At times, the Lord may seem to have forgotten the perils of his church, and the injury done to her by those who follow principles which he can not indorse. But God has not forgotten. Nothing in this world is so dear to the heart of God as his church. He marks every action of the members. It is not his will that worldly policy shall corrupt her record as a representative of heaven. Nothing so offends the heart of Christ as injury done those whom he died to save. His heart of love is grieved when the lame are turned out of the way by the crooked paths made by others. God does not leave his people to be overcome by Satan's temptations. He will chastise those who misrepresent him. But he will be gracious to all who sincerely repent. Christ loves his church. He will give all needed help to those who call upon him for strength for the development of Christlike character. RH January 9, 1908, par. 7

The people of God are sighing and crying for the abominations done in the land. With tears they warn the wicked of their danger in trampling upon the divine law, and with unutterable sorrow they humble themselves before the Lord on account of their own transgressions. The wicked mock their sorrow, ridicule their solemn appeals, and sneer at what they term their weakness. But the anguish and humiliation of God's people is unmistakable evidence that they are regaining the strength and nobility of character lost in consequence of sin. It is because they are drawing nearer to Christ, and their eyes are fixed upon his perfect purity, that they so clearly discern the exceeding sinfulness of sin. Their contrition and self-abasement are infinitely more acceptable in the sight of God than is the self-sufficient, haughty spirit of those who see no cause to lament, who scorn the humility of Christ, and who claim perfection while transgressing God's holy law. Meekness and lowliness of heart are the conditions for strength and victory. The crown of glory awaits those who bow at the foot of the cross. Blessed are these mourners; for they shall be comforted. RH January 9, 1908, par. 8

The faithful, praying ones are, as it were, shut in with God. They themselves know not how securely they are shielded. Urged on by Satan, the rulers of this world are seeking to destroy them; but could their eyes be opened, as were the eyes of Elisha's servant at Dothan, they would see the angels of God encamped about them, by their brightness and glory holding in check the hosts of darkness. RH January 9, 1908, par. 9

As the people of God afflict their souls before him, pleading for purity of heart, the command is given, “Take away the filthy garments” from them, and the encouraging words are spoken, “Behold, I have caused thine iniquity to pass from thee, and I will clothe thee with change of raiment.” The spotless robe of Christ's righteousness is placed upon the tried, tempted, yet faithful children of God. The despised remnant are clothed in glorious apparel, nevermore to be defiled by the corruptions of the world. Their names are retained in the Lamb's book of life, enrolled among the faithful of all ages. They have resisted the wiles of the deceiver; they have not been turned from their loyalty by the dragon's roar. Now they are eternally secure from the tempter's devices. Their sins are transferred to the originator of sin. And the remnant are not only pardoned and accepted, but honored. A “fair miter” is set upon their heads. They are to be as kings and priests unto God. While Satan was urging his accusations, holy angels, unseen, were passing to and fro, placing upon them the seal of the living God. These are they that stand upon Mount Zion with the Lamb, having the Father's name written in their foreheads. They sing the new song before the throne, that song which no man can learn save the hundred and forty and four thousand, which were redeemed from the earth. “These are they which follow the Lamb whithersoever he goeth. These were redeemed from among men, being the first-fruits unto God and to the Lamb. And in their mouth was found no guile” for they are without fault before the throne of God.” RH January 9, 1908, par. 10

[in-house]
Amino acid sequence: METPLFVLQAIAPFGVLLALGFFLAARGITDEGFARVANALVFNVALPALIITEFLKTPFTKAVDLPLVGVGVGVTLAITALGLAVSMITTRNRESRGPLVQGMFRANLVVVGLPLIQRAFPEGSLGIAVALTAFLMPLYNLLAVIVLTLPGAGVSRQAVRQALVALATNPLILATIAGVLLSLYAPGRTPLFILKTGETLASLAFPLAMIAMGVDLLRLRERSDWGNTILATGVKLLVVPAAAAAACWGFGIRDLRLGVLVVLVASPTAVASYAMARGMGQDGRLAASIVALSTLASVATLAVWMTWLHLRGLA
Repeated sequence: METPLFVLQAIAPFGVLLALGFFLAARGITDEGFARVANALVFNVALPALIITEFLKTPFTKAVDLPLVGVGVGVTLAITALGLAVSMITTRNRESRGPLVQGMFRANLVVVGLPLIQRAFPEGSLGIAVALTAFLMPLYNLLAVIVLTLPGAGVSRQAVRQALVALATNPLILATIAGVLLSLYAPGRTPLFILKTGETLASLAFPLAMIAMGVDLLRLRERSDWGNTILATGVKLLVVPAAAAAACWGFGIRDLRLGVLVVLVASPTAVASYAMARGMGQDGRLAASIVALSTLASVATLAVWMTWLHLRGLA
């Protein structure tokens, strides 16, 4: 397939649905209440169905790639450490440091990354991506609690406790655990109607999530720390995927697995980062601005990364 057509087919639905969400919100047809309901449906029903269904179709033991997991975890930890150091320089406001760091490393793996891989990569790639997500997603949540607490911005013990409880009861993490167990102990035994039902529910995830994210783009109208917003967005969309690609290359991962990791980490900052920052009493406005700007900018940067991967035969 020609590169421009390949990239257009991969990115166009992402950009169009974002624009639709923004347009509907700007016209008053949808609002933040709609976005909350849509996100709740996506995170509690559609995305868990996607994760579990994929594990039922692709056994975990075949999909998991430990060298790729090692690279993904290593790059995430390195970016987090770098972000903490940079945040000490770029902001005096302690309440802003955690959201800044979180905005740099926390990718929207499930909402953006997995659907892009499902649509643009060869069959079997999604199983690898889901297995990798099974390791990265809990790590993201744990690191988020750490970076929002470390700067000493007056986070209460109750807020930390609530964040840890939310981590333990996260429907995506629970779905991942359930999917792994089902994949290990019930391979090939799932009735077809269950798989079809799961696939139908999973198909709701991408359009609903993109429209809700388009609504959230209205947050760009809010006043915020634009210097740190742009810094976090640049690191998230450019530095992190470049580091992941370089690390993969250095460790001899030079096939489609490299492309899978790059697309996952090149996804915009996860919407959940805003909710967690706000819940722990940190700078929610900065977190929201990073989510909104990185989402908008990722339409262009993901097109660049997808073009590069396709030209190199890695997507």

Now is reached the complete fulfilment of those words of the Angel: “Hear now, O Joshua the high priest, thou, and thy fellows that sit before thee: for they are men wondered at: for, behold, I will bring forth my servant the Branch.” Christ is revealed as the Redeemer and Deliverer of his people. Now indeed are the remnant “men wondered at,” as the tears and humiliation of their pilgrimage give place to joy and honor in the presence of God and the Lamb. “In that day shall the branch of the Lord be beautiful and glorious, and the fruit of the earth shall be excellent and comely for them that are escaped of Israel. And it shall come to pass, that he that is left in Zion, and he that remaineth in Jerusalem, shall be called holy, even every one that is written among the living in Jerusalem.” RH January 9, 1908, par. 11